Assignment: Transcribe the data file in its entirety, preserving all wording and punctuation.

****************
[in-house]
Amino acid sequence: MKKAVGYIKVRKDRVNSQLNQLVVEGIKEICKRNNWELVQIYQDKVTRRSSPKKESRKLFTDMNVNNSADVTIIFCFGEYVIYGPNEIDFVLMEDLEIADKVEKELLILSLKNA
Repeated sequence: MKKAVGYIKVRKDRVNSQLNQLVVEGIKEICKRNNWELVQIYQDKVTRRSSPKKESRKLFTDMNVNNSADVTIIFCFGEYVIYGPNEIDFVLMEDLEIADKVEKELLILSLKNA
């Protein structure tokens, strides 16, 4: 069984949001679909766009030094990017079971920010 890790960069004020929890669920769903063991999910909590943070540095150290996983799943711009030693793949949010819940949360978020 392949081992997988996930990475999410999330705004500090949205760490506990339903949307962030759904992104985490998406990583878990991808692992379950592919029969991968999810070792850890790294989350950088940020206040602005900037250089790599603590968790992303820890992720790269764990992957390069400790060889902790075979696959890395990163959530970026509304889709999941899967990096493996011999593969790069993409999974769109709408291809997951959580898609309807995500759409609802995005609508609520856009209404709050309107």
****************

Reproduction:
[in-house]
Amino acid sequence: MKKAVGYIKVRKDRVNSQLNQLVVEGIKEICKRNNWELVQIYQDKVTRRSSPKKESRKLFTDMNVNNSADVTIIFCFGEYVIYGPNEIDFVLMEDLEIADKVEKELLILSLKNA
Repeated sequence: MKKAVGYIKVRKDRVNSQLNQLVVEGIKEICKRNNWELVQIYQDKVTRRSSPKKESRKLFTDMNVNNSADVTIIFCFGEYVIYGPNEIDFVLMEDLEIADKVEKELLILSLKNA
């Protein structure tokens, strides 16, 4: 069984949001679909766009030094990017079971920010 890790960069004020929890669920769903063991999910909590943070540095150290996983799943711009030693793949949010819940949360978020 392949081992997988996930990475999410999330705004500090949205760490506990339903949307962030759904992104985490998406990583878990991808692992379950592919029969991968999810070792850890790294989350950088940020206040602005900037250089790599603590968790992303820890992720790269764990992957390069400790060889902790075979696959890395990163959530970026509304889709999941899967990096493996011999593969790069993409999974769109709408291809997951959580898609309807995500759409609802995005609508609520856009209404709050309107």